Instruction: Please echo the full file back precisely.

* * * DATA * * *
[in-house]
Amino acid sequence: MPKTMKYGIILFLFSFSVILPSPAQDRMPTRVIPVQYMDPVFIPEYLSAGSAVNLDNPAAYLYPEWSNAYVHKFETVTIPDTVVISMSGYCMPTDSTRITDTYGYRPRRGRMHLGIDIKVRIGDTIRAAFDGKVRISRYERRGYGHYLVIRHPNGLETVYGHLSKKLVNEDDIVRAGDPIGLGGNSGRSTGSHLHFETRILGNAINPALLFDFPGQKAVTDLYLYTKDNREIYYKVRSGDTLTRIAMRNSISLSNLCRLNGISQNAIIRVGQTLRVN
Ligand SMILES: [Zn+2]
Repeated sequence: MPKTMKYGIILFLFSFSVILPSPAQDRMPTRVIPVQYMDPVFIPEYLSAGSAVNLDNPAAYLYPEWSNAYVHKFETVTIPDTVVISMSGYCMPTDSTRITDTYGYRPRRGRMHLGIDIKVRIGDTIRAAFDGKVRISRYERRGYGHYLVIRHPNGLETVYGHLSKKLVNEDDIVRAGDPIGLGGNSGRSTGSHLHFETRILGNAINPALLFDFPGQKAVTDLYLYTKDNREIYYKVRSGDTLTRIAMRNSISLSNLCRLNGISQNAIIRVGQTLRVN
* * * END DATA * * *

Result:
[in-house]
Amino acid sequence: MPKTMKYGIILFLFSFSVILPSPAQDRMPTRVIPVQYMDPVFIPEYLSAGSAVNLDNPAAYLYPEWSNAYVHKFETVTIPDTVVISMSGYCMPTDSTRITDTYGYRPRRGRMHLGIDIKVRIGDTIRAAFDGKVRISRYERRGYGHYLVIRHPNGLETVYGHLSKKLVNEDDIVRAGDPIGLGGNSGRSTGSHLHFETRILGNAINPALLFDFPGQKAVTDLYLYTKDNREIYYKVRSGDTLTRIAMRNSISLSNLCRLNGISQNAIIRVGQTLRVN
Ligand SMILES: [Zn+2]
Repeated sequence: MPKTMKYGIILFLFSFSVILPSPAQDRMPTRVIPVQYMDPVFIPEYLSAGSAVNLDNPAAYLYPEWSNAYVHKFETVTIPDTVVISMSGYCMPTDSTRITDTYGYRPRRGRMHLGIDIKVRIGDTIRAAFDGKVRISRYERRGYGHYLVIRHPNGLETVYGHLSKKLVNEDDIVRAGDPIGLGGNSGRSTGSHLHFETRILGNAINPALLFDFPGQKAVTDLYLYTKDNREIYYKVRSGDTLTRIAMRNSISLSNLCRLNGISQNAIIRVGQTLRVN